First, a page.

A dividend cover is a type of assessment or measurement that provides information on the ability of a business to pay out a certain level of dividends. Essentially, the formula helps to demonstrate how many times over the company could pay a certain dividend out of profits generated in a specified period. A basic formula involves dividing the earnings per share with the dividends per share, making it relatively simple to determine if the company could have easily paid out the dividend amount two, three, or more times from the profits.
One of the reasons why assessing the dividend cover is important is that the calculation can help indicate the stability of the company. This stability is not necessarily judged by how many times over the dividends could have been paid out of the profits for the period, but by the fact that the ratio remains more or less constant from one period to the next. For example, a company that consistently generates earnings that would allow the company to pay dividends twice over to investors would be considered just as stable as a company that was able to pay dividends three times over, provided both companies were able to do so from period to period consistently.
For investors who are looking for investments that provide a relatively consistent return in the form of dividends, reviewing the dividend cover history of a company would be important. Doing so would indicate that the company is able to produce revenue that is likely to produce dividends consistently and often within the same general amount. Should the company exhibit a more volatile dividend cover history, perhaps experiencing rather wide variances from one period to another with no apparent recurring pattern, the investor may consider that investment unsuitable, unless he or she likes the idea of taking on additional risk.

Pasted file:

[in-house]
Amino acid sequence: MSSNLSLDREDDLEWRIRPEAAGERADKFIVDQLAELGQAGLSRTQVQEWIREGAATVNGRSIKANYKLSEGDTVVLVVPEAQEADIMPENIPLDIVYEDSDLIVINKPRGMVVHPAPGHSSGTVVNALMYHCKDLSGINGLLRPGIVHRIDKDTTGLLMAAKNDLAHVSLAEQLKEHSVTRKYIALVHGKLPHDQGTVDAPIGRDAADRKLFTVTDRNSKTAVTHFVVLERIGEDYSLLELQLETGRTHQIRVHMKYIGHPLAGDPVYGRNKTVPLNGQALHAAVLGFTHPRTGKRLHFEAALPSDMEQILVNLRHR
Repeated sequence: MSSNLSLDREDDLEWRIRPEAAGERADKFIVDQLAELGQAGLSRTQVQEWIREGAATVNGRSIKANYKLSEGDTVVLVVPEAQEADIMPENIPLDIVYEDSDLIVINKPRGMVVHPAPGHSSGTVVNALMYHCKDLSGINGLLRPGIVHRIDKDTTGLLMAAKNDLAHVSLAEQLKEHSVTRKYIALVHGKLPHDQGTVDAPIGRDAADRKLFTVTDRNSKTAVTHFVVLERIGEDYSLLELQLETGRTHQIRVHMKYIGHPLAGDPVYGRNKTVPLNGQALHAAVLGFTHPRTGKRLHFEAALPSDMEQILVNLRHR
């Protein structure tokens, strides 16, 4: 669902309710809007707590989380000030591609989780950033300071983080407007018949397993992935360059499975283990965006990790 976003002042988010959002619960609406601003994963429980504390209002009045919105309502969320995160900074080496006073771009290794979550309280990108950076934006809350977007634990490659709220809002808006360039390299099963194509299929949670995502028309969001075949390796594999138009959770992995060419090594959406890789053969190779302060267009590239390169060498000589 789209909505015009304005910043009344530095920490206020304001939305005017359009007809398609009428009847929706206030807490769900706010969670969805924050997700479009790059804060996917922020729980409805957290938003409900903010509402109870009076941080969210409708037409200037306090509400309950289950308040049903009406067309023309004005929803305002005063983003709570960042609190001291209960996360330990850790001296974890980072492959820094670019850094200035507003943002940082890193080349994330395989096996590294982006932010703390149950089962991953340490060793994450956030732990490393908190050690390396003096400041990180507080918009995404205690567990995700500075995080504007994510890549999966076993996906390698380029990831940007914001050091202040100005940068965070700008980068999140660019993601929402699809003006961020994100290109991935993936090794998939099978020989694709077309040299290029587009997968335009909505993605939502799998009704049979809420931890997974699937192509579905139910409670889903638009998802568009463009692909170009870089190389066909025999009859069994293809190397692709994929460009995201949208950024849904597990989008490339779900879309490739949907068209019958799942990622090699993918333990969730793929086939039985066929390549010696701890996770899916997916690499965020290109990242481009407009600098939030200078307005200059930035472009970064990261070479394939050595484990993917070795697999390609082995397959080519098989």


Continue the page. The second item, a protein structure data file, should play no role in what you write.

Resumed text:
It is important that the dividend cover for even the most stable of companies may shift slightly from time to time. For this reason, investors will normally look at the activity over several periods and allow for variances that appear to be linked to some specific reason, such as seasonality. When used to best effect, determining dividend cover can help companies assess their own progress toward stated goals and identify potential issues that may be threatening to undermine the long-term profitability of the business. At the same time, investors can use this tool as a means of identifying investments that fit into their own financial plans.